Monday, December 06, 2010

Shakespearean Collective Nouns (A Guest Post by Bardfilm)

Once again, Bardfilm offers a guest post for our edification—or, at least, for our amusement.

The English language offers a host of interesting collective nouns. You can describe a lot of geese as a gaggle of geese. More than a few whales make up a pod of whales. When you see tons of crows around, it's natural (and fun) to say, "A murder of crows was on the neighbor's back tree this morning."

But what if you have a lot of Hamlets running around? How do you refer to the twenty-three Lady Macbeths you saw auditioning last night?

Here's a list for exactly those instances. Think how useful (and fun) it will be to say, "I'm not looking forward to auditions. There's a whole scrub of Lady Macbeths out there!" Without much more ado, here they are:
Shakespearean Collective Nouns

An innocence of Desdemonas.

A sack of Falstaffs.

An assignation of Bottoms.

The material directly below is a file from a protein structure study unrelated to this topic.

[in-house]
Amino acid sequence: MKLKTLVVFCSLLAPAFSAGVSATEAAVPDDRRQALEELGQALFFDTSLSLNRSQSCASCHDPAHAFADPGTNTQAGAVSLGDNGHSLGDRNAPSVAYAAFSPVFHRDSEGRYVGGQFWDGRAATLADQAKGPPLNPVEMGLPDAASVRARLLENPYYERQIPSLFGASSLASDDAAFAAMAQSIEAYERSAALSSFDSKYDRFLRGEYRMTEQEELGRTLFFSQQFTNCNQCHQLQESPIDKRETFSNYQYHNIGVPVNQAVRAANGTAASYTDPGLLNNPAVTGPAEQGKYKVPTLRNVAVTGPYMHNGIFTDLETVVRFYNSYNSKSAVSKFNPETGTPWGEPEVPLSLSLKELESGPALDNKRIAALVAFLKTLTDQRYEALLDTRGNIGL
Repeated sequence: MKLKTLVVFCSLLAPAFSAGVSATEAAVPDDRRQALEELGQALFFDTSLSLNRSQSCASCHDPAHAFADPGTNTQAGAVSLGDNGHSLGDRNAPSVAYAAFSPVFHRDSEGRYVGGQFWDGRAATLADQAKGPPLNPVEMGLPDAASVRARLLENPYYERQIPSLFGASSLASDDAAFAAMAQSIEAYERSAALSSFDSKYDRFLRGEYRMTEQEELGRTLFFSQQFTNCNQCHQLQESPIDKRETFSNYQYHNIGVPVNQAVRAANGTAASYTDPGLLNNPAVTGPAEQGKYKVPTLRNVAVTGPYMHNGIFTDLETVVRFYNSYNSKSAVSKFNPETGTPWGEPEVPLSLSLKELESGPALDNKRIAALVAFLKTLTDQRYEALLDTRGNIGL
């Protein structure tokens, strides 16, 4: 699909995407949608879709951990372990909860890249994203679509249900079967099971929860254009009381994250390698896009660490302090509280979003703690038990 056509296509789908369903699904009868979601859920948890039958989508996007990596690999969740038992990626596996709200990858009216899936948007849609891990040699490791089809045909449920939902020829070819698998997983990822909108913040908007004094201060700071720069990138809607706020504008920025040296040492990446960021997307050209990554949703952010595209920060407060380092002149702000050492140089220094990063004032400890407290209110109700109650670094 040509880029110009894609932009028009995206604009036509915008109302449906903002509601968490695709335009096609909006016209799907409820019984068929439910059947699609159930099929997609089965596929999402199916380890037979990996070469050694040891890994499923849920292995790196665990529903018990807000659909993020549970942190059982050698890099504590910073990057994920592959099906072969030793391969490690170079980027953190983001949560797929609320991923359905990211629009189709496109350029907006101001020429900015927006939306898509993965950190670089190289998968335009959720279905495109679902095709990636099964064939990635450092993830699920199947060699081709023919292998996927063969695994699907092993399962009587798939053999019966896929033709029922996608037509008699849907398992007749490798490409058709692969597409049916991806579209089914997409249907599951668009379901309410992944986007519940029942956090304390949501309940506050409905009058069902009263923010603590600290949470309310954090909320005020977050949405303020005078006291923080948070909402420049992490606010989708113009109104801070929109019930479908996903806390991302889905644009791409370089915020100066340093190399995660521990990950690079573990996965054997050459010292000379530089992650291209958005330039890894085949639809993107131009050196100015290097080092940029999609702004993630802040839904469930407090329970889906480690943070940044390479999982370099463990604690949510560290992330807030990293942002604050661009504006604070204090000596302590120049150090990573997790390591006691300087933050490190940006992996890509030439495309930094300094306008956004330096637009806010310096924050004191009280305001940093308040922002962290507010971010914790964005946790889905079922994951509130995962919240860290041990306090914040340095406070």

An ide of Caesars.

A jealousy of Iagos.

A wherefore of Romeos.

A vengeance of Hamlets.

A fahrenfoul of witches.

An obscurity of Pericleses.

A gurgle of Ophelias.

A torrent of Lears.

An equivocation of Porters.

An infinite variety of Cleopatras.

A platitude of Poloniuses.

A poke of Gloucesters.

A scrub of Lady Macbeths.

A discontent of Richard IIIs.
Feel free to add your own options in the comments below. I know you've seen one too many Juliets—how would you describe them as a group?

Our thanks to kj, the author of Bardfilm. Bardfilm is a blog that comments on films, plays, and other matters related to Shakespeare in a relatively-informal manner.


kj said...

How about "A Dull Conspiracy of Oxfordians"?


Andrew Huntley said...

I feel like a "moon of Juliets" while textually accurate, is just a little wrong. Perhaps a "coil of Juliets?"

Giulia Listo said...

I think a "pillow of Desdemonas" sounds fun (yet cruel)...


Duane said...

A smother of Desdemonas?

mb711 said...

A shortage of dwarves

mb711 said...

an Agin of courts?

Dan said...

I can't decide between "a bond of Shylocks" or "a ducat of Shylocks"

Duane said...

I suppose a pound of Shylocks would be too obvious?